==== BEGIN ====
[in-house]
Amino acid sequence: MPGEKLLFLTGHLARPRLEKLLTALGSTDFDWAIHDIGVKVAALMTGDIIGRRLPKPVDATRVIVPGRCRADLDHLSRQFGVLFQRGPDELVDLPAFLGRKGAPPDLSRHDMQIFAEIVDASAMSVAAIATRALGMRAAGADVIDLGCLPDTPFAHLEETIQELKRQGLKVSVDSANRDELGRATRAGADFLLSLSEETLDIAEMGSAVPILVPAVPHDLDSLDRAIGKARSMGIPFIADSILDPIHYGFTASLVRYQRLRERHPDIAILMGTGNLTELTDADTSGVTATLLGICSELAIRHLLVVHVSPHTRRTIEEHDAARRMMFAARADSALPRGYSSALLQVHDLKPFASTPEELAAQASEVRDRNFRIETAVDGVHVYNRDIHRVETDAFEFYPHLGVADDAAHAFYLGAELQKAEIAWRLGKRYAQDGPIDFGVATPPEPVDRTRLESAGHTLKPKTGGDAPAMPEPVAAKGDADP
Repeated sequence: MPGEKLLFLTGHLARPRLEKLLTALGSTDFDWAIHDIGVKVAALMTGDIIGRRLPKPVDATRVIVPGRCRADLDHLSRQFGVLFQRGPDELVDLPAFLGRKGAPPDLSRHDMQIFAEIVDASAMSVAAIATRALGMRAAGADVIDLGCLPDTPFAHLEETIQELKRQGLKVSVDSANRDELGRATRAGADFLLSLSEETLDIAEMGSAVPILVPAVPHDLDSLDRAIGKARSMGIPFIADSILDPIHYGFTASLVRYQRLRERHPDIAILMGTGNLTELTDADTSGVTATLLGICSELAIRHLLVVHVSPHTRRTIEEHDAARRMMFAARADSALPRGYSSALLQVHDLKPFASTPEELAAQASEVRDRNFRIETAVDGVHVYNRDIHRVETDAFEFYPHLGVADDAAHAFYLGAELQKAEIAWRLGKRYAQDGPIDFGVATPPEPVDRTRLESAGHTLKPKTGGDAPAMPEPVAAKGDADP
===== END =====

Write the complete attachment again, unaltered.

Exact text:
[in-house]
Amino acid sequence: MPGEKLLFLTGHLARPRLEKLLTALGSTDFDWAIHDIGVKVAALMTGDIIGRRLPKPVDATRVIVPGRCRADLDHLSRQFGVLFQRGPDELVDLPAFLGRKGAPPDLSRHDMQIFAEIVDASAMSVAAIATRALGMRAAGADVIDLGCLPDTPFAHLEETIQELKRQGLKVSVDSANRDELGRATRAGADFLLSLSEETLDIAEMGSAVPILVPAVPHDLDSLDRAIGKARSMGIPFIADSILDPIHYGFTASLVRYQRLRERHPDIAILMGTGNLTELTDADTSGVTATLLGICSELAIRHLLVVHVSPHTRRTIEEHDAARRMMFAARADSALPRGYSSALLQVHDLKPFASTPEELAAQASEVRDRNFRIETAVDGVHVYNRDIHRVETDAFEFYPHLGVADDAAHAFYLGAELQKAEIAWRLGKRYAQDGPIDFGVATPPEPVDRTRLESAGHTLKPKTGGDAPAMPEPVAAKGDADP
Repeated sequence: MPGEKLLFLTGHLARPRLEKLLTALGSTDFDWAIHDIGVKVAALMTGDIIGRRLPKPVDATRVIVPGRCRADLDHLSRQFGVLFQRGPDELVDLPAFLGRKGAPPDLSRHDMQIFAEIVDASAMSVAAIATRALGMRAAGADVIDLGCLPDTPFAHLEETIQELKRQGLKVSVDSANRDELGRATRAGADFLLSLSEETLDIAEMGSAVPILVPAVPHDLDSLDRAIGKARSMGIPFIADSILDPIHYGFTASLVRYQRLRERHPDIAILMGTGNLTELTDADTSGVTATLLGICSELAIRHLLVVHVSPHTRRTIEEHDAARRMMFAARADSALPRGYSSALLQVHDLKPFASTPEELAAQASEVRDRNFRIETAVDGVHVYNRDIHRVETDAFEFYPHLGVADDAAHAFYLGAELQKAEIAWRLGKRYAQDGPIDFGVATPPEPVDRTRLESAGHTLKPKTGGDAPAMPEPVAAKGDADP